Racial Profiling, A Case Study Essay, Research Paper Introduction Racial-profiling, the practice of targeting individuals for police investigation based on their race alone in the last few years has been an increasingly prominent issue in American society (Abramosky). Numerous magazines, newspapers, and journals have explored the issue of race-motivated police actions.
Racial Profiling, A Case Study Essay, Research Paper
Racial-profiling, the practice of targeting individuals for police investigation based on their race alone in the last few years has been an increasingly prominent issue in American society (Abramosky). Numerous magazines, newspapers, and journals have explored the issue of race-motivated police actions. Recently, the ABA Journal did a study of New Jersey traffic stops from 1988 to 1991, concluding that black drivers were more likely to be pulled over and arrested than whites (Ghannam). The study also delves into the legal ramifications of the 1996 United States Supreme Court ruling in the Whren v. United States case which held that a police officer s subjective motivation for stopping a motorist on the highway was irrelevant as long as an objectively reasonable bas – such as a traffic violation existed for making the stop (Abramosky). The Whren court decision validated the pretext stop which occurs when police officers ostensibly stop motorists for traffic violations but are in fact motivated by the desire to obtain evidence of other crimes (Abramosky). Police officers, however, argue that racial profiling is common sense and is a sensible, statistically based tool that enables them to focus their energies efficiently for the purpose of providing protection against crime to law a-biding folk (Kennedy).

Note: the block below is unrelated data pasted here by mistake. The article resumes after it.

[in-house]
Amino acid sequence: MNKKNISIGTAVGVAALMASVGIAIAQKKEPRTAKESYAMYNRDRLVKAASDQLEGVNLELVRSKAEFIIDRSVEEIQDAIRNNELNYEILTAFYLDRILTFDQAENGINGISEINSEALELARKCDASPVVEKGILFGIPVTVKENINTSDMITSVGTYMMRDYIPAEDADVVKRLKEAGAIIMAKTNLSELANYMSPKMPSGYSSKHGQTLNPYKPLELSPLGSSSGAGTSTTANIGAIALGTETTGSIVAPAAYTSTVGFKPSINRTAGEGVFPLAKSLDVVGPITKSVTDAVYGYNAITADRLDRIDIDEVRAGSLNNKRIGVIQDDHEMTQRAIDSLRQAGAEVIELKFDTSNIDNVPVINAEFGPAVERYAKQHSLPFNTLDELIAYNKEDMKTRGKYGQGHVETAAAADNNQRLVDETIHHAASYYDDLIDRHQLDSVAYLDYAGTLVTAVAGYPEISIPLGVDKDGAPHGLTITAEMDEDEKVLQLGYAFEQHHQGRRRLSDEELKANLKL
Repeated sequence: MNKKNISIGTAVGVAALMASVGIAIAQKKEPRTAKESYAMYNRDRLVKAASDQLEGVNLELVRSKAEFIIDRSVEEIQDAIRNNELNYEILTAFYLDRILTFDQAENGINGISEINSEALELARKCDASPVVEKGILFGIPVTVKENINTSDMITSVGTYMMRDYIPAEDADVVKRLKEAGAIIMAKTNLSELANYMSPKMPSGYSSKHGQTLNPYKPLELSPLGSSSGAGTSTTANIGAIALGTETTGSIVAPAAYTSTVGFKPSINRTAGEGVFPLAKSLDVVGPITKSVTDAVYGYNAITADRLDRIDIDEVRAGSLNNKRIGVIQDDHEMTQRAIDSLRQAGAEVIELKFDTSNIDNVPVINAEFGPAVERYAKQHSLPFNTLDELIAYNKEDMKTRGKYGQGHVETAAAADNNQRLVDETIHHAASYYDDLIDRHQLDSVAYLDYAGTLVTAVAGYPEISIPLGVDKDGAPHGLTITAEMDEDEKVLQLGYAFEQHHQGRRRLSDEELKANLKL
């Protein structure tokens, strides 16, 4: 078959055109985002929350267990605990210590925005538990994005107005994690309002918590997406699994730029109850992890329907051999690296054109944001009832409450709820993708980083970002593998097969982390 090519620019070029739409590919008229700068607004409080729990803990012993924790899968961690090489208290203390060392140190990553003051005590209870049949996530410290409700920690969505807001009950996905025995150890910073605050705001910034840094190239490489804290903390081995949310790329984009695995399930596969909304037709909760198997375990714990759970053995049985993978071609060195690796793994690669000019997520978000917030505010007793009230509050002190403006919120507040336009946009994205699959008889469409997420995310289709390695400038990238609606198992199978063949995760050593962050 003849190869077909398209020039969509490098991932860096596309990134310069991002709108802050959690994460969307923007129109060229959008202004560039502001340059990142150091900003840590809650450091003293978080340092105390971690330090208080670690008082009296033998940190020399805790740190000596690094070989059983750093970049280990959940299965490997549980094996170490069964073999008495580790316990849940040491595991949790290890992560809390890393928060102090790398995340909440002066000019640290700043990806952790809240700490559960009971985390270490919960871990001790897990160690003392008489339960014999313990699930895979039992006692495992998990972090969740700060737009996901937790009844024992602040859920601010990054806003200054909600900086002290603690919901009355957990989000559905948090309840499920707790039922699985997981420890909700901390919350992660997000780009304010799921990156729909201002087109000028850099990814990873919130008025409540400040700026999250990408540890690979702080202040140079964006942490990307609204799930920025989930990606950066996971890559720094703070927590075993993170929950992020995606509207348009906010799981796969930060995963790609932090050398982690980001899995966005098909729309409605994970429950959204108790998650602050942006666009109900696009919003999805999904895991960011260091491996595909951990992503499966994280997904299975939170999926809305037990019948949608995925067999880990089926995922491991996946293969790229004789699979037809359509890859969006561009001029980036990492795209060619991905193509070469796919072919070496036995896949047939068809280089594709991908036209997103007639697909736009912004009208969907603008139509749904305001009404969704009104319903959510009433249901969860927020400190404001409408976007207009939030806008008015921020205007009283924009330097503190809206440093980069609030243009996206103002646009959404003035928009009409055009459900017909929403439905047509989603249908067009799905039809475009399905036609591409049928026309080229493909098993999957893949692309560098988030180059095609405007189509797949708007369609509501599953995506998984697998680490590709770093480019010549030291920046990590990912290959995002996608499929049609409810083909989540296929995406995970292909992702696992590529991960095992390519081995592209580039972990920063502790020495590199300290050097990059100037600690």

In Taylor and Whitney s study investigating the existence of an empirical basis for racial profiling and crime, they concluded that society must acknowledge the statistics behind crime rates in order to understand the concept of racial profiling; such information is available in governmental annual crime reports. Statistics are facts and numbers which cannot be disputed and provide the empirical basis for racial profiling. The FBI Bulletin also addressed the necessity to consider statistics in addressing the issue of racial profiling. However, unlike Taylor and Whitney who argue for the use of statistics to support racial profiling, the FBI Bulletin promotes the usage of statistics in order to reduce and hopefully eliminate racial profiling. The FBI Bulletin states that if agencies were mandated to keep consistent statistical reports on the attributes and nature of their traffic stops, then racial profiling will not be as rampant. A written record of all traffic stops would do so by attributing individual responsibility to the police officers involved in such violations.